The WILD HEALTH project

Last changed: 10 September 2019
Vole in forest. Photo.

How does environmental biodiversity affect wildlife health? The WILD HEALTH project aims to understand how environmental diversity affects host microbiota and health.

The study species are the bank vole Myodes glareolus and the moose Alces alces, which are sampled for microbiota and parasites in different types of boreal forests. Since some of these parasites are transmissible to humans, we also study how biodiversity in forests affects human health, by altering pathogen presence and prevalence in the animal host.

Simultaneously, forest inventory and soil quality sampling allow us to assess the quality of the living environment of these animals in boreal forest of varying management.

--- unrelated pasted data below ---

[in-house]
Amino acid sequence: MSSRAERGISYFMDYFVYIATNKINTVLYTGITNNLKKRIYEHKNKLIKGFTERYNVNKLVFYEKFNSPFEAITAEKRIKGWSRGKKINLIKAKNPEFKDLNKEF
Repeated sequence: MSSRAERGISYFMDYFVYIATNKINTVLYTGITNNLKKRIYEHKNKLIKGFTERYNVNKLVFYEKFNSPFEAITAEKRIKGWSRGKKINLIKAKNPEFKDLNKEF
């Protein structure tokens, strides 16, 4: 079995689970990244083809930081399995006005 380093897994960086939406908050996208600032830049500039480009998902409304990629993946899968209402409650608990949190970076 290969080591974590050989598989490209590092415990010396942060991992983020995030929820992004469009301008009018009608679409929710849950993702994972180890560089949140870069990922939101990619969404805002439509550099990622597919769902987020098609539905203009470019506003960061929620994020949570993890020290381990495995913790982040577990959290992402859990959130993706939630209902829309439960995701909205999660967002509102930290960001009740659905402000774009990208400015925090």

The research project consortium comprises researchers, field engineers, and lab technicians from Finland (University of Oulu, University of Jyväskylä; coordinator: Phillip Watts), Sweden (SLU), and the USA (Alaska, University of Anchorage.

In Sweden, the principal investigators of the project are Frauke Ecke and Navinder SinghClaire Cayol is the postdoctoral researcher implementing the project in Sweden.


Documents to download for the moose sampling
Moose. Photo.
Moose. Photo: Hanna Knutsson
Facts:
  • Wild Health is part of BiodivERsA, a network of national and regional funding organisations promoting pan-European research on biodiversity and ecosystem services, and offering innovative opportunities for the conservation and sustainable management of biodiversity.
  • BiodivERsA is funded under the Horizon 2020 ERA-NET COFUND scheme. The Swedish contribution of Wild Health is funded by Formas .
Page editor: susanna.bergstrom@slu.se